• For older children, environmental issues such as drought or daily weather reports including updates on air quality and pollution levels should be discussed during morning group time or and a chart to record these findings should be made as visuals within the room.
  • For Preschoolers, choose “Energy Savers” – responsible for noticing lights, fans and other appliances left on when not in use. Likewise, choose ‘Water Savers” – responsible for noticing taps left on and other wasted water.
    observing and caring for various animals, such as fish, reptiles and insects
  • Implementing water conservation mechanisms such as timers, stickers visible on taps, putting out buckets to collect rain water
  • Taking responsibility for turning off lights and fans before going outdoors
  • Caring for worm farms and using the jars of “worm juice” collected by children as fertiliser to use at home
  • Sorting and recycling waste after meals and encouraging the use of reusable containers to store snacks and meals
  • Creating garden patches, allowing children to participate in growing fruit, flowers or vegetables.
  • Turning off the power for 2 hours every day during rest time
  • Using scraps on the garden as fertiliser
  • Children bring their own water bottles instead of washing cups.
  • Encouraging children to use half flush on the toilets.
  • Encouraging children to turn the water off while they wash their hands.
  • Educating children in the natural decomposition cycle through exposure and participation in worm farms and composting food scraps.
  • Educating children in how to care for pets and actively looking after the centre pet.
  • Educating the children on caring for plants and our water ways e.g. recycling water.
  • Install a water tank, even if just a small one that the children can water the plants from.
  • Help children find ways to collect water when it rains and then use in different ways.
  • Provide child size watering cans
  • Recycle the water play
  • Do activities that explain and show differences between tap and tank water
  • Set up a system of names on day care bedding so you don’t have to wash as much when children attend more than once a week.
  • Save the washers and other day care washing until you have a full load to put on.
  • Involve children in air drying the clothes rather than using a dryer. They can help hang out small items on the fence or drying rack.
  • Make gardening part of the daily and weekly routine. You can engage children by building hype around gardening. The whole gardening process can be taught starting with indoor seed planting and culminating with harvesting edible fruits and vegetables to make a group meal.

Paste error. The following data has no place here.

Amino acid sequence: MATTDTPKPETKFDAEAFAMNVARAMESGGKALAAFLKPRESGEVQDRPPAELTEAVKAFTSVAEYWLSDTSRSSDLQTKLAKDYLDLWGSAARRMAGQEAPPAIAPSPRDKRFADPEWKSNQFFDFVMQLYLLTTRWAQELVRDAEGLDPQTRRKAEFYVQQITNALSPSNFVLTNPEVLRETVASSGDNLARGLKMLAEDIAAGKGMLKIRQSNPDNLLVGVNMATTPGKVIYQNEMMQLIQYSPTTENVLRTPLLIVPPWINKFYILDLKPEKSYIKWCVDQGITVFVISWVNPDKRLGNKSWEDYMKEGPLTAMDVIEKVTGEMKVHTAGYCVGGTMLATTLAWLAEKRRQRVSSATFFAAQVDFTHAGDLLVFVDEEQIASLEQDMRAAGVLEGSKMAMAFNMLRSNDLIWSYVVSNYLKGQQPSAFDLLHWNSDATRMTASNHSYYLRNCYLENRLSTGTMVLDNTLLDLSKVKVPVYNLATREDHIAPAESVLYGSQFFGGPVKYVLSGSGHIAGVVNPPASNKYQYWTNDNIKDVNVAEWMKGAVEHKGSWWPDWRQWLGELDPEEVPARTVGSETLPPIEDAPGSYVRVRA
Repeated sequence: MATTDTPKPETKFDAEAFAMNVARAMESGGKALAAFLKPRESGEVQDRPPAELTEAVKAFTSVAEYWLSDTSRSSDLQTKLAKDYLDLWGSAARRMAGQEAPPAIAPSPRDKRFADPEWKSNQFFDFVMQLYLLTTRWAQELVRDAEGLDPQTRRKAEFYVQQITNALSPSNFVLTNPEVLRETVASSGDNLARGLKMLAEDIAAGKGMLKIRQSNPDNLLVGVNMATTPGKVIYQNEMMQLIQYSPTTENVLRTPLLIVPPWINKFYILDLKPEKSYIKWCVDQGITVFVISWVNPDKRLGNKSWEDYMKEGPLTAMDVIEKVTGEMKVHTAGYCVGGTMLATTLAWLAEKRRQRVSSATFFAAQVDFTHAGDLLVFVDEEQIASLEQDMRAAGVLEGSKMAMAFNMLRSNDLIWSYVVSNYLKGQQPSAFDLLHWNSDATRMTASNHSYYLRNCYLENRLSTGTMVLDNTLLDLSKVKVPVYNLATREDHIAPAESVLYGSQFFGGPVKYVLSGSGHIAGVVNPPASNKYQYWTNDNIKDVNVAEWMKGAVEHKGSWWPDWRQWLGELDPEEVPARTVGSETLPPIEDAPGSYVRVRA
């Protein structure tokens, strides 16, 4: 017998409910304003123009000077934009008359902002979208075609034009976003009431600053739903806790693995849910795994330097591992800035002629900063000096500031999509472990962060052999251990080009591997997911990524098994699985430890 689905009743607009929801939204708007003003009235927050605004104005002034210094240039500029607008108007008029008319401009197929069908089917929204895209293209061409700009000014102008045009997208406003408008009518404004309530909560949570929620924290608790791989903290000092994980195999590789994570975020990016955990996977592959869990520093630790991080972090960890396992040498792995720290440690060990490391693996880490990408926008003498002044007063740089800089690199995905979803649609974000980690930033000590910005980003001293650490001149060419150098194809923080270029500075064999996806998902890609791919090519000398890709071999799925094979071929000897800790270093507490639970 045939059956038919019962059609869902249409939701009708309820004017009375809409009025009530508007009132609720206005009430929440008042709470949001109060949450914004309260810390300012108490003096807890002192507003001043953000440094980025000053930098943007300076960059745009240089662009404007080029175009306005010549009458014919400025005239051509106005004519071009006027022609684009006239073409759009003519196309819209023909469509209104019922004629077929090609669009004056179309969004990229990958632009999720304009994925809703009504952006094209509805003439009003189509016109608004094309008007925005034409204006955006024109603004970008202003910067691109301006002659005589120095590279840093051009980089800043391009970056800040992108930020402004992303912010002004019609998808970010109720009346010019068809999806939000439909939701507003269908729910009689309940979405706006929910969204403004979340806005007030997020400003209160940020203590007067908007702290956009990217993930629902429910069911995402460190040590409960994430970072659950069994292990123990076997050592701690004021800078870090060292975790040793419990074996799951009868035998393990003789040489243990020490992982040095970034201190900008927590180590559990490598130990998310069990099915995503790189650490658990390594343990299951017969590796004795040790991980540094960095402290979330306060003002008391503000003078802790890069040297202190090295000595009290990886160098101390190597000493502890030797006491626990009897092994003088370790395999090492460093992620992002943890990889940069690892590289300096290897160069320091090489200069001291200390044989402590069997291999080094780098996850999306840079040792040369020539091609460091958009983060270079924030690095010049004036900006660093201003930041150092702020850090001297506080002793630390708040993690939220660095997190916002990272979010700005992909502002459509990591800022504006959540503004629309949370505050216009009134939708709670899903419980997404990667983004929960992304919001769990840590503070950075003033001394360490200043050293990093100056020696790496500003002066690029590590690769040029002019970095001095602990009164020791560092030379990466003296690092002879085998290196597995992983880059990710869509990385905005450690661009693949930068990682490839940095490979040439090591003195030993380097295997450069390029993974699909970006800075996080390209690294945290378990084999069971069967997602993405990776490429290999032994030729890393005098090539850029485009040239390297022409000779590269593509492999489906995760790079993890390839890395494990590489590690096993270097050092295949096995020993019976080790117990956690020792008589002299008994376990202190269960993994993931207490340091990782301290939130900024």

• Use recyclable items for craft activities. Common everyday materials ranging from cereal boxes, toilet rolls and aluminium cans can be used for a range of recycling ideas in childcare that can stimulate the imagination and keep children engaged for hours.
  • Make art supplies using materials like food dyes, dish soap and even milk – this teaches children to make use of non-toxic bio organic materials to create their art.
  • Demonstrate how to make musical instruments like maracas, shakers and drums using easily accessible and recyclable material.
  • Demonstrate how to collect and use rainwater by setting up collection receptacles and encouraging children to water outdoor plants.
  • Make age appropriate books about the earth available and read them aloud at story time.
  • Install a worm farm and encourage the recycling of organic food matter while teaching the value of worms and the interconnectedness of all living things.
  • Build a compost bottle using a clear plastic soft drink bottle with the top cut off and label removed. Add layers of compostable material and keep moist. Children can then observe the changes that occur in organic material as the composting material takes place.
  • Teach children how to make their own paper using recycled paper scraps.

Learning about sustainability starts with everyday practice. Children can begin by watching educators model these behaviours, they may learn through song and rhyme as educators verbalise what they are doing. Children can begin to reason why practices are needed and to understand the impact that their actions have on the planet.

Teaching sustainability doesn’t just happen – it requires careful planning and a commitment to making it happening. Adopting sustainability practices in childcare as part of the regular childcare routine helps to not only model but to embed sustainable practices in children from a very young age.

References:
Teaching Kids About Sustainability With A Community Pantry, ABC Education
Sustainability In Childcare, Jumpstart Childcare
Teach Children About Sustainability, Toddle
Sustainability Practices In Childcare, Aussie Childcare Network 

Last modified on Tuesday, March 2, 2021